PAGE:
As a new owner, you might feel like it may be cruel to your new puppy, keeping her locked in her crate. But the benefits of crate training are undeniable.
And we mean for both you and your dog! Don’t believe it?
We’ll talk about why. But it’s also true that it all depends on how you go about crate training your puppy.
And that you don’t abuse the fact that you can crate your dog for your own convenience, of course. The benefits of crate training are very apparent if done properly.
3 Benefits of Crate Training That Will Help Your New Puppy To Settle In
What is crate training, really? It’s like teaching your puppy to go to their room for a little while. It’s a way for you to have some quiet time on your own, so you can attend to your daily life.
Or, it can be a way for you to limit the trouble your dog gets up to while you’re not around to supervise. In any case, crating your dog is clearly good for you.
I mean, having puppy pads and stain removers are great while your new pup is house training. But you can only put down pads in so many places at home, and you can only scrub away at the floor or carpet as much.
But is it good for your puppy?
Well, let’s talk about the benefits of crate training your new dog…
1. Grants A Safe Space To Your Puppy
You know how you like to curl up in your own bed, just to relax or just for comfort when you’re going through a tough time?
When it comes down to it, your own bed is ultimately the best place to do that. Even if you really like the couch…or a hammock if you have one…or wherever else you chill out.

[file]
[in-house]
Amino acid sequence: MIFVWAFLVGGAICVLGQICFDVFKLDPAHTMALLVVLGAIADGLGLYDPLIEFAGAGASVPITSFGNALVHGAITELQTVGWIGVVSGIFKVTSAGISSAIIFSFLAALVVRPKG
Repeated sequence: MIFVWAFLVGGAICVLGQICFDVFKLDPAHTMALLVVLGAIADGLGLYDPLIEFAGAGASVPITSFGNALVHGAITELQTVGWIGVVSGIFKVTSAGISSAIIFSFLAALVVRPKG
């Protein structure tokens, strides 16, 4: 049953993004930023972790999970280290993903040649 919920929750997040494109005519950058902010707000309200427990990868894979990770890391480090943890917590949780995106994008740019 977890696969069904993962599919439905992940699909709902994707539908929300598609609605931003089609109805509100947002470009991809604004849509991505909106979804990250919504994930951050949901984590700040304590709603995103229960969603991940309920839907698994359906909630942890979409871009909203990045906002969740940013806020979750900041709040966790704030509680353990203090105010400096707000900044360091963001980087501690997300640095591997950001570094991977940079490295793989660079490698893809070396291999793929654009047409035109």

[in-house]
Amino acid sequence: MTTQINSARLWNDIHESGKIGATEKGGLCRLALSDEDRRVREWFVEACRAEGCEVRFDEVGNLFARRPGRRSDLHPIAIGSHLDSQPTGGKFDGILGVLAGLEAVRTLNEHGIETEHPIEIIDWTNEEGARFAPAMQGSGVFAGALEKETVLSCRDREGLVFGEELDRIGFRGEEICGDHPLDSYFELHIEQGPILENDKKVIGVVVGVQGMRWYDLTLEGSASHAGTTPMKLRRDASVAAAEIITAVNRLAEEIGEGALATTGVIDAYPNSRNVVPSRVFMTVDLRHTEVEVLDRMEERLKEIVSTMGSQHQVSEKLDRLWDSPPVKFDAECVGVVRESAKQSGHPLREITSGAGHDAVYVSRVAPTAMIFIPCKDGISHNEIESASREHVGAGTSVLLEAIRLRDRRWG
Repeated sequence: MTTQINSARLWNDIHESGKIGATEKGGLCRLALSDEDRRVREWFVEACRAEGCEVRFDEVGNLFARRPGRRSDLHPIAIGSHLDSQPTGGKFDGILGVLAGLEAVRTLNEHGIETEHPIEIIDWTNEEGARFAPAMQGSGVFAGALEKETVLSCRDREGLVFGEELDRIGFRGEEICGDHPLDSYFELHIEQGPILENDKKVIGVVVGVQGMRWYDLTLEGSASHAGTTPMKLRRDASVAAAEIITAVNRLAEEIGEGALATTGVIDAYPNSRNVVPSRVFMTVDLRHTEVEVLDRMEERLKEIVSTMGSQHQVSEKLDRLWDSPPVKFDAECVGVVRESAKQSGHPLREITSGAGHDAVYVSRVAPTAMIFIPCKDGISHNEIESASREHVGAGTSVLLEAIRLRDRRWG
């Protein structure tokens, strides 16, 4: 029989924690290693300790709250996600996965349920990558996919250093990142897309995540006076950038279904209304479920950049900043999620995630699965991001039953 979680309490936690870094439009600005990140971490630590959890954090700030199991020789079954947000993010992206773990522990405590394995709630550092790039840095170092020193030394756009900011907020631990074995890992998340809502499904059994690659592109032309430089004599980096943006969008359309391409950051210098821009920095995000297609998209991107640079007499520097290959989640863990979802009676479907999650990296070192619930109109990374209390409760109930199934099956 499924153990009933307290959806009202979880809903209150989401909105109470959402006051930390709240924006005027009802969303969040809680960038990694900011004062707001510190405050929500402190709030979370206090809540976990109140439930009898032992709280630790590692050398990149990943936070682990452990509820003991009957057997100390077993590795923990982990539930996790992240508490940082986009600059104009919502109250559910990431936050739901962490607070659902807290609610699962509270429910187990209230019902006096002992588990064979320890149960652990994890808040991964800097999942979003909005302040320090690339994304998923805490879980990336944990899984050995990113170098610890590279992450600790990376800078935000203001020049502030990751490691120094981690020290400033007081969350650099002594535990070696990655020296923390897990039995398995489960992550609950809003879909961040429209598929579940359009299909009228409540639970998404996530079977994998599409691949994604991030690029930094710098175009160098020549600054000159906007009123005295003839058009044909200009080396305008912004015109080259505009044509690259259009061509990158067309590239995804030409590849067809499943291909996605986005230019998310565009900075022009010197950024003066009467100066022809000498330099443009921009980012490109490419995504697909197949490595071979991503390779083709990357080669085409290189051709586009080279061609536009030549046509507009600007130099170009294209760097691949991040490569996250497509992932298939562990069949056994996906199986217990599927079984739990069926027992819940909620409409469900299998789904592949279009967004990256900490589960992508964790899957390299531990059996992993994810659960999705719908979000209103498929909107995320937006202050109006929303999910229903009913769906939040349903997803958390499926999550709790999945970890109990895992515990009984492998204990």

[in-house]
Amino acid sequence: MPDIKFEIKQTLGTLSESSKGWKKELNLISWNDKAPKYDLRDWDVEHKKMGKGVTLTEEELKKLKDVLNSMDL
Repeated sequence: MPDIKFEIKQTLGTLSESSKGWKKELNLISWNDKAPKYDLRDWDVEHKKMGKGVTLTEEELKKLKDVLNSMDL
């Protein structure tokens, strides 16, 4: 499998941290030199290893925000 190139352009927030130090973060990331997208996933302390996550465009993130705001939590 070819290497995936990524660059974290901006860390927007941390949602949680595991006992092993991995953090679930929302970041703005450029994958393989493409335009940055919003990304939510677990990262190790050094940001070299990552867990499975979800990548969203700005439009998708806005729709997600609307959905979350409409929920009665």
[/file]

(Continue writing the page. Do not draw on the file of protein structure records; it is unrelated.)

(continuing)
Your puppy also needs his spot, or “den”. Whether it’s just for relaxing and hanging out when she wants to do nothing else or to retreat to as a safe space of her own
Makes sense, doesn’t it?
Crate training, while also helping a great deal with her potty training, will also give her that. And that will really help your new puppy to settle into her new home as well.
2. Encourages Cleanliness And Hygiene
Once your puppy starts seeing her crate as her “spot” or “den”, she’ll start looking to care more for space.
Your dog will learn to keep her crate cleaner and essentially draw on her instinct not too dirty the place she sleeps in. During the early days, your puppy might make messes in the crate.
That’s when puppy pads will come handy. But eventually, she will know to hold her bladder for a bit so as not to dirty her crate.
At the same time, you also need to be mindful of how long you are crating your puppy. In any case, you should never crate your puppy for longer than an hour or two after she gets used to crating.
And even if you need to crate her while you need to be out for longer than that, make sure someone is coming in to check up on her and let her out at intervals!
3. Allows You Breathing Room
And of course, for you particularly, this is one of the main benefits of crate training. But for your dog too, it teaches her that her crate training is kind of your alone time.
Even if they don’t right away, dogs will know it once you ignore them or speak sternly that their attempts to seek your attention are presently unwelcome.
They will eventually learn to just nap during crate time, or play with their toys. But the point is, having this ease of mind, not having to worry over what your puppy is up to while you’re busy is a blessing.
And by reducing that strain, it is good for the bond between you two as well!
Do you see the benefits of crate training your puppy after reading this post?
We also have this How To Choose The Best Dog Crate article that you can check out.
If you have thoughts or suggestions of your own, do let us know in the comments section below!
Featured image by instagram.com//emma_carverr_